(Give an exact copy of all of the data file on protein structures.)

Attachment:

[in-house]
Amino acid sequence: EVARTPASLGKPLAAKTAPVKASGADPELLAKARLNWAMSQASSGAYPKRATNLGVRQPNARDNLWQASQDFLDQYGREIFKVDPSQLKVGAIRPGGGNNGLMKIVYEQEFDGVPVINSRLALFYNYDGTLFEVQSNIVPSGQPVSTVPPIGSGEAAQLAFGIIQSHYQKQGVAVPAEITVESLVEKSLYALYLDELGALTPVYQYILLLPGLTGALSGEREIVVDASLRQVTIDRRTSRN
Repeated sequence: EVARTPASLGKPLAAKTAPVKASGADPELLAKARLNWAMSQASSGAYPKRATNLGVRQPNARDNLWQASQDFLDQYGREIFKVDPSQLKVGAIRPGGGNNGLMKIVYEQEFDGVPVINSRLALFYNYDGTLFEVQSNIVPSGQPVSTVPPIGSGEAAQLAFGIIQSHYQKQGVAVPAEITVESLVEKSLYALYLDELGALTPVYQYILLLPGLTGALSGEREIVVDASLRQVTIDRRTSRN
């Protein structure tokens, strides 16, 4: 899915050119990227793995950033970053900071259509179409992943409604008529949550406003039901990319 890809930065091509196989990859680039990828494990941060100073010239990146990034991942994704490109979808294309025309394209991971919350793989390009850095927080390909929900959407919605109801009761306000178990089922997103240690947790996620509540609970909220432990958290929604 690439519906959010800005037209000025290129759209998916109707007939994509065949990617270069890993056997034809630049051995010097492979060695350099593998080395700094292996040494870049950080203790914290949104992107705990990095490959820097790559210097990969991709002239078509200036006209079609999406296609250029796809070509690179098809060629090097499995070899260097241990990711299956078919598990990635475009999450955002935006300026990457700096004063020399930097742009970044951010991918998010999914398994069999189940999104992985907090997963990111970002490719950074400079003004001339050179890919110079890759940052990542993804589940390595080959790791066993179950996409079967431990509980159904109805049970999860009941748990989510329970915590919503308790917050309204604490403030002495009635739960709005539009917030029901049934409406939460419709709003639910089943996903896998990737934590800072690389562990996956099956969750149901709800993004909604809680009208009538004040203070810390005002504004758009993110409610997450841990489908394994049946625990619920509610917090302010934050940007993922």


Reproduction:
[in-house]
Amino acid sequence: EVARTPASLGKPLAAKTAPVKASGADPELLAKARLNWAMSQASSGAYPKRATNLGVRQPNARDNLWQASQDFLDQYGREIFKVDPSQLKVGAIRPGGGNNGLMKIVYEQEFDGVPVINSRLALFYNYDGTLFEVQSNIVPSGQPVSTVPPIGSGEAAQLAFGIIQSHYQKQGVAVPAEITVESLVEKSLYALYLDELGALTPVYQYILLLPGLTGALSGEREIVVDASLRQVTIDRRTSRN
Repeated sequence: EVARTPASLGKPLAAKTAPVKASGADPELLAKARLNWAMSQASSGAYPKRATNLGVRQPNARDNLWQASQDFLDQYGREIFKVDPSQLKVGAIRPGGGNNGLMKIVYEQEFDGVPVINSRLALFYNYDGTLFEVQSNIVPSGQPVSTVPPIGSGEAAQLAFGIIQSHYQKQGVAVPAEITVESLVEKSLYALYLDELGALTPVYQYILLLPGLTGALSGEREIVVDASLRQVTIDRRTSRN
């Protein structure tokens, strides 16, 4: 899915050119990227793995950033970053900071259509179409992943409604008529949550406003039901990319 890809930065091509196989990859680039990828494990941060100073010239990146990034991942994704490109979808294309025309394209991971919350793989390009850095927080390909929900959407919605109801009761306000178990089922997103240690947790996620509540609970909220432990958290929604 690439519906959010800005037209000025290129759209998916109707007939994509065949990617270069890993056997034809630049051995010097492979060695350099593998080395700094292996040494870049950080203790914290949104992107705990990095490959820097790559210097990969991709002239078509200036006209079609999406296609250029796809070509690179098809060629090097499995070899260097241990990711299956078919598990990635475009999450955002935006300026990457700096004063020399930097742009970044951010991918998010999914398994069999189940999104992985907090997963990111970002490719950074400079003004001339050179890919110079890759940052990542993804589940390595080959790791066993179950996409079967431990509980159904109805049970999860009941748990989510329970915590919503308790917050309204604490403030002495009635739960709005539009917030029901049934409406939460419709709003639910089943996903896998990737934590800072690389562990996956099956969750149901709800993004909604809680009208009538004040203070810390005002504004758009993110409610997450841990489908394994049946625990619920509610917090302010934050940007993922």